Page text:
Plug-and-Socket Connector

Plug-and-Socket Connector

 

an electromechanical device used for the quick connection and disconnection of electric circuits in, usually, a deenergized state. It consists of a matched plug that may have cylindrical or knife-type contacts and a receptacle that accommodates pin jacks. The contacts and receptacle are held in insulators that are enclosed in a housing, which often serves as a screen. Other devices may also be on the housing, for example, a mounting flange, a key to ensure that the connections are unique, a locking device, and cable clamps.

Plug-and-socket connectors are divided into various types according to their purpose. These types include connectors for printed wiring assembly, intermachine connectors for the connection of electrical machines, ground-power connectors for airfields, interunit connectors, unit connectors, cable connectors, double-ended connectors, and special types such as hermetically-sealed connectors. The basic characteristics determining the purpose and field of application of a plug-and-socket connector are the permissible currents and voltages, the contact pressure, the contact resistance, the dielectric strength, the resistance of the intercontact insulation, the operating frequency range, the overall dimensions, and the permissible climatic and mechanical service conditions. The use of a large number of plug-and-socket connectors in electrical and electronic apparatus reduces the operational reliability of the apparatus. The fundamental problem, therefore, in the design and production of electric connectors is the improvement of reliability.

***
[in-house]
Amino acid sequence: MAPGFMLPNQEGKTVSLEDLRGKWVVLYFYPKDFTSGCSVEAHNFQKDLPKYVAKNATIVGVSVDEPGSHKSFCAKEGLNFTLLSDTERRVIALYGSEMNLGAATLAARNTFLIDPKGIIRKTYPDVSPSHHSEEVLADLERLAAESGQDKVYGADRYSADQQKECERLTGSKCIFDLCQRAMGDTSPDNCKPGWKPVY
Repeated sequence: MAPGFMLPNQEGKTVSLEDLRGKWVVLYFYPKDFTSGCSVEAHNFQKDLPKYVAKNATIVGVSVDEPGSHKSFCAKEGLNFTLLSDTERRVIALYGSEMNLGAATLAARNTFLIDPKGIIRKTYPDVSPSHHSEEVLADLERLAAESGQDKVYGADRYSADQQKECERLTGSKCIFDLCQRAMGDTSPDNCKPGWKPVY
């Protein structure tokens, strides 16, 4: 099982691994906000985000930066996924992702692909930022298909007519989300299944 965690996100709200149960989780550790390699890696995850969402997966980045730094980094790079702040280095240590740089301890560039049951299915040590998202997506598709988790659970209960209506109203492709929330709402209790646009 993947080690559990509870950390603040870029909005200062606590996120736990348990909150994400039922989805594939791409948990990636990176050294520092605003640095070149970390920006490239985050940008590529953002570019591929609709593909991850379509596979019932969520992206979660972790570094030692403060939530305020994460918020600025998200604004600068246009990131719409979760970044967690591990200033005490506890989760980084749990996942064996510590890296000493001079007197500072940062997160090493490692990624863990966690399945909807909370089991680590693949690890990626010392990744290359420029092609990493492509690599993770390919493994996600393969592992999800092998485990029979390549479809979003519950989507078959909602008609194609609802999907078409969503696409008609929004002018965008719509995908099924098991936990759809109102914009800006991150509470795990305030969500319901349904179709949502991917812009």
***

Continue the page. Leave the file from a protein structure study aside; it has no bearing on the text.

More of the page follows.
REFERENCES

Belousov, A. K., and V. S. Savchenko. Elektricheskie raz”emnye kontakty v radioelektronnoi apparature. Moscow, 1967.
Chunikhin, A. A. Elektricheskie apparaty. Moscow, 1975.

G. G. NESTEROV

References in periodicals archive ?
* Designed to solve packaging issues in the broad industrial and solid-state lighting markets, the IDC plug-and-socket connectors carry up to 5 A per contact.